By consideration of the various important relationships in the patient’s life, and the areas in which these have become less successful as perceived by the depressed person, strategies can be discussed and enacted which improve the depressed person’s views and the way the relationships work.

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Frequency of review
The scheduling of weekly review in the first few weeks is appropriate. This will allow assessment of management strategies (non-pharmacological and pharmacological) and progress of symptoms, and reinforce that the condition is being taken seriously. More frequent review, for example the next day, will be needed for suicidal ideas or psychotic symptoms provided that the safety of the patient has been assured for the intervening period by:

Essential guide to using any antidepressant

• •

Beneficial effects may take 2 to 3 weeks to begin and continue from then. All antidepressant medications have been shown to be effective. Personal familiarity with a few, across different groups, is of assistance in making a choice for patients with different clusters of symptoms and sensitivity to side effects. An adequate trial of any one medication is a minimum 4-6 weeks at the maximum tolerated dose. Once remission has occurred, the same dose should be maintained. Medication may not be forever, but 12 months is a reasonable period of treatment after full recovery from a first episode.

• • •

• • •

a contract made with the patient for safety a plan made for the patient to enact should they be overwhelmed by their depressive thoughts and mood important others, where possible encouraged to contribute to such a plan of review.

It is not appropriate to keep depressed mood with safety risks private from others who may help, and a patient’s desire for privacy in this regard cannot be agreed to.

Continuation beyond this should be discussed with a psychiatrist, and will depend on:

Pharmacological management
Medication is likely to be needed where there is any sustained depressive disorder and when nonpharmacological strategies are not achieving their goals. Useful signs to indicate commencing medication are:

• • •

the severity of the index episode the frequency of past episodes adequacy of remission.

Anti-depressant medicines
First line

• • • •

presence of biological signs, disturbed sleep, appetite and energy changes diurnal variation in mood worse in the morning agitation or retardation depression with any psychotic features.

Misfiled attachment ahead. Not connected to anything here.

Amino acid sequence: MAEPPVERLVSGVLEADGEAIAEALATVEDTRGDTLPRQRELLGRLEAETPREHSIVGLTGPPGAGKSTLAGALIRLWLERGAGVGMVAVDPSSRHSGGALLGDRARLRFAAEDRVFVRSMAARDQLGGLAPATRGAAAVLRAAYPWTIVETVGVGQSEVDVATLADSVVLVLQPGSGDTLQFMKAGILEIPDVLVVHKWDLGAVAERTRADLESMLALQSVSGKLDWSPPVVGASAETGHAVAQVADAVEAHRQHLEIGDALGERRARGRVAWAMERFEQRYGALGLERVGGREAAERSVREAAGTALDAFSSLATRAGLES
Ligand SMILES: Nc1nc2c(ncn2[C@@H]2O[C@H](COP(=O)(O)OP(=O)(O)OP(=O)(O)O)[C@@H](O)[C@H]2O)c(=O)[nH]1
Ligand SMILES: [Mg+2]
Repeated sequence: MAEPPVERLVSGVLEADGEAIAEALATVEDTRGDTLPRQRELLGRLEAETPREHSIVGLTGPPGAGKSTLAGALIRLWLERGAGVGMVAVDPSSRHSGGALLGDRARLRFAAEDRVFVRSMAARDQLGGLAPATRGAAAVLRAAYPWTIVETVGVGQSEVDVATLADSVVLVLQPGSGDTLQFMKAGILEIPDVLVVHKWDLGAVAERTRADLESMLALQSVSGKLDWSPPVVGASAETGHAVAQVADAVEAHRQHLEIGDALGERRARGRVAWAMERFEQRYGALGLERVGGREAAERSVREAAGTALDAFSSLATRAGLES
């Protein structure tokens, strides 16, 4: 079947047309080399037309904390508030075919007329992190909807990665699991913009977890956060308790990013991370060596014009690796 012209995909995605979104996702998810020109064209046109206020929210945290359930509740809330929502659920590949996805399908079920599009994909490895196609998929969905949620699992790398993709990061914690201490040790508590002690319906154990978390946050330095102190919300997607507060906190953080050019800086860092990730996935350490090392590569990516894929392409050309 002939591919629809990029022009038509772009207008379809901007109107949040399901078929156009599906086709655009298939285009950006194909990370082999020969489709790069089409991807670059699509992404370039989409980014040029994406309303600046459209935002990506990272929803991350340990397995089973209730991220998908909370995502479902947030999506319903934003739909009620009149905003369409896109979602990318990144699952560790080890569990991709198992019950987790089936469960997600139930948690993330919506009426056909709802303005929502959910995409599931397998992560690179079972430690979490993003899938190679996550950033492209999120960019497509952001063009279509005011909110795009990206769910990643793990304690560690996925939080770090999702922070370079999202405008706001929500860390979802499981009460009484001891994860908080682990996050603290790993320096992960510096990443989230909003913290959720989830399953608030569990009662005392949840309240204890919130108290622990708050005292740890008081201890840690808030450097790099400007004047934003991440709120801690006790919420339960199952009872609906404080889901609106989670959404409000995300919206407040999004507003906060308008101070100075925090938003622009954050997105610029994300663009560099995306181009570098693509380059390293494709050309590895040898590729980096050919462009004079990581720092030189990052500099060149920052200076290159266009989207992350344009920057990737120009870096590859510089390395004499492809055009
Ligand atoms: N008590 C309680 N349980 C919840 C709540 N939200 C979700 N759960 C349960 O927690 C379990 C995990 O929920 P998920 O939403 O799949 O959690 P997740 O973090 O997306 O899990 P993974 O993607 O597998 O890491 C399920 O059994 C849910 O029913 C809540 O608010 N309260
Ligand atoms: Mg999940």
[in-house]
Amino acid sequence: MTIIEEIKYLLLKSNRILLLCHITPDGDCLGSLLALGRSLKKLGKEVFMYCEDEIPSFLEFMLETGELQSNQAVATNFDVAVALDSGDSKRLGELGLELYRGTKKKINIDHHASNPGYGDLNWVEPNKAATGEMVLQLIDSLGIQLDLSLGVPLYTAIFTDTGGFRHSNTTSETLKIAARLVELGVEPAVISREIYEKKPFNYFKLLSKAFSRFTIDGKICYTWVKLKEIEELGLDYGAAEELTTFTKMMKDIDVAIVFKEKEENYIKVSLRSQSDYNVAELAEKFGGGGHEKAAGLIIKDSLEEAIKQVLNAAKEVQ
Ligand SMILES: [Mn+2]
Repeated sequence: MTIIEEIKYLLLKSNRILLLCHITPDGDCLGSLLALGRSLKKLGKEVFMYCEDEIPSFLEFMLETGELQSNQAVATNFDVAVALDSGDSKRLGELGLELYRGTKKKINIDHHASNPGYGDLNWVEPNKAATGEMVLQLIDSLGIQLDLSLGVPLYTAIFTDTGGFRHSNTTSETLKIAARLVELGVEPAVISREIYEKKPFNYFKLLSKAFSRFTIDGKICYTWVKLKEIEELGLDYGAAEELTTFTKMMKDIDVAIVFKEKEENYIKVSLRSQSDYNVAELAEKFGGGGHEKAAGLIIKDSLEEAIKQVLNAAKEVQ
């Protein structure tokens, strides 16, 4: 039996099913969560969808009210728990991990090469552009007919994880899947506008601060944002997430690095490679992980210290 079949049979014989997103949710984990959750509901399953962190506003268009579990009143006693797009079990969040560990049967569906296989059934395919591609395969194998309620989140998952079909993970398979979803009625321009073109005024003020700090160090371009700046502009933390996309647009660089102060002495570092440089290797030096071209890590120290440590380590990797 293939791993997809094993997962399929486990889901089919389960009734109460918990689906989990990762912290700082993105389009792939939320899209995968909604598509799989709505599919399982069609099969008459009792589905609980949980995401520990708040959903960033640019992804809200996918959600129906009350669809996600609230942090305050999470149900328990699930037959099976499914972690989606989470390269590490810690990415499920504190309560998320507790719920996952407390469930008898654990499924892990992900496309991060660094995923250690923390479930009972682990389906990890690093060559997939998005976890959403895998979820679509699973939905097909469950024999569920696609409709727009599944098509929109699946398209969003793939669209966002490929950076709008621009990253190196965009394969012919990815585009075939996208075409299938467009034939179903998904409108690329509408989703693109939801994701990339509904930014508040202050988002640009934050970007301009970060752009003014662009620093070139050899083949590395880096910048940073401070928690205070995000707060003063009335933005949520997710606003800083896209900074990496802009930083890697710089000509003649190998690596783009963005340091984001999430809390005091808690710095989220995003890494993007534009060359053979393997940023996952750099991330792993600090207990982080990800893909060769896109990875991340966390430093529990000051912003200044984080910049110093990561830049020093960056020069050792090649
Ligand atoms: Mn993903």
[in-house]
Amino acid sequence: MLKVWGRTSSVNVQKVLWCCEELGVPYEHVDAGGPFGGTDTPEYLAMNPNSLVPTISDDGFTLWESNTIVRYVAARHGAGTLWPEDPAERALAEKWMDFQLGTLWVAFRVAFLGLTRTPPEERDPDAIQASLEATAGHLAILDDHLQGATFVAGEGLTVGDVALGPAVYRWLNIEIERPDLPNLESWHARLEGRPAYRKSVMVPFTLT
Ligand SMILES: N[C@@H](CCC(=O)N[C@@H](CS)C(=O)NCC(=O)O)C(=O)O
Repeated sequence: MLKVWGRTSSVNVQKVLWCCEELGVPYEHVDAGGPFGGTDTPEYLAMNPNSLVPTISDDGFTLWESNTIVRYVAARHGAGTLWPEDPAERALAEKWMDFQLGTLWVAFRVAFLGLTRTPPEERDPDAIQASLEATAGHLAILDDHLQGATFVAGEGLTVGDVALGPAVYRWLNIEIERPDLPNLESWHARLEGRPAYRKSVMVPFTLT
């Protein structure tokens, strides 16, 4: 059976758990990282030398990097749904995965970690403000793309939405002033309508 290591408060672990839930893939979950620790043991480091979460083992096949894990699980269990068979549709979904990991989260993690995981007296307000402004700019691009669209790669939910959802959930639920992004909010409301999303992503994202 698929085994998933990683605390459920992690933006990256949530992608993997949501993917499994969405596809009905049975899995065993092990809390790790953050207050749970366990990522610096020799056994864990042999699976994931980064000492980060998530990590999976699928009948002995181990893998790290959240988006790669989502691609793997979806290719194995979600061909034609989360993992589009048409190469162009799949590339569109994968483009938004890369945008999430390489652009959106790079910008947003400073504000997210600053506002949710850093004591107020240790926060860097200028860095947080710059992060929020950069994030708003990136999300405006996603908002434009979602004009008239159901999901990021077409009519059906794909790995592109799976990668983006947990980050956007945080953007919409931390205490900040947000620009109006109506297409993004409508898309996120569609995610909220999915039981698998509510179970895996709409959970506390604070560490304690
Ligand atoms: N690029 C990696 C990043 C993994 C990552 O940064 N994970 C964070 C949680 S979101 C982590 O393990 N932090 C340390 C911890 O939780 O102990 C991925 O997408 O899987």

A patient who has been successfully treated with an anti-depressant in the past may have a trial of that same medication in a recurrence, provided there are not any new contraindications for that medication. On the basis of a more acceptable profile of sideeffects in the elderly, the usual first choices for antidepressants would come from the following:

All prescribers should acquaint themselves with the relevant drug prescribing information, including drug interactions, before using any medication. Doseage recommendations can be obtained from the official prescribing information and from publications such as Psychotropic Drug Guidelines.

SSRI – citalopram, fluoxetine, fluvoxamine, paroxetine, sertraline

• SNRI – venlafaxine • MAO-I – moclobemide • nefazadone • mianserin • mirtazepine

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Second line

Hospital management
Most patients with any type of depression will be managed where they reside. Some will require temporary increase in support, which may come from spouse, family, friends and neighbours. Community Services should be sought to augment these possibilities. Admission to hospital can be essential where the depression:

The medications used as a second line are all effective antidepressants, which have the potential to give more side-effects to the elderly, such as:

• • • • • •

anticholinergic effects, dry mouth, confusion, constipation. postural hypotension toxicity in overdoseage affect cardiac rhythm in those predisposed

The second line medications are the: Tricyclic antidepressants – agents without significant active metabolites are preferred for the elderly, being nortryptiline, dothiepin MAO-inhibitors – phenelzine.

• • • • •

is severe enough to impair reasonable daily living function and supports cannot be put in place has safety issues – suicidal ideas or plans, psychotic signs, severe psychomotor agitation or retardation has not responded to fair treatment.

Agents which may augment antidepressants

After discussion with a psychiatrist, a second mood stabilising medication may be used to augment the partially beneficial effects of a first antidepressant. Lithium carbonate and liothyronine (T3) are used in this regard. Antipsychotic medications are often used in the early stages of a depression where psychotic features are troublesome – a few weeks might be the maximum time.They are usually a temporary addition to the antidepressant and have a strong potential to cause extra-pyramidal movement disorders if continued longer term.
Other agents used to treat depression

Hospital treatment, in addition to supporting personal function, may offer: further trials of medication Electroconvulsive Therapy, perhaps the most effective antidepressant therapy, with a safety profile better than some medications, and a more rapid onset of action than antidepressant medications.

Prognosis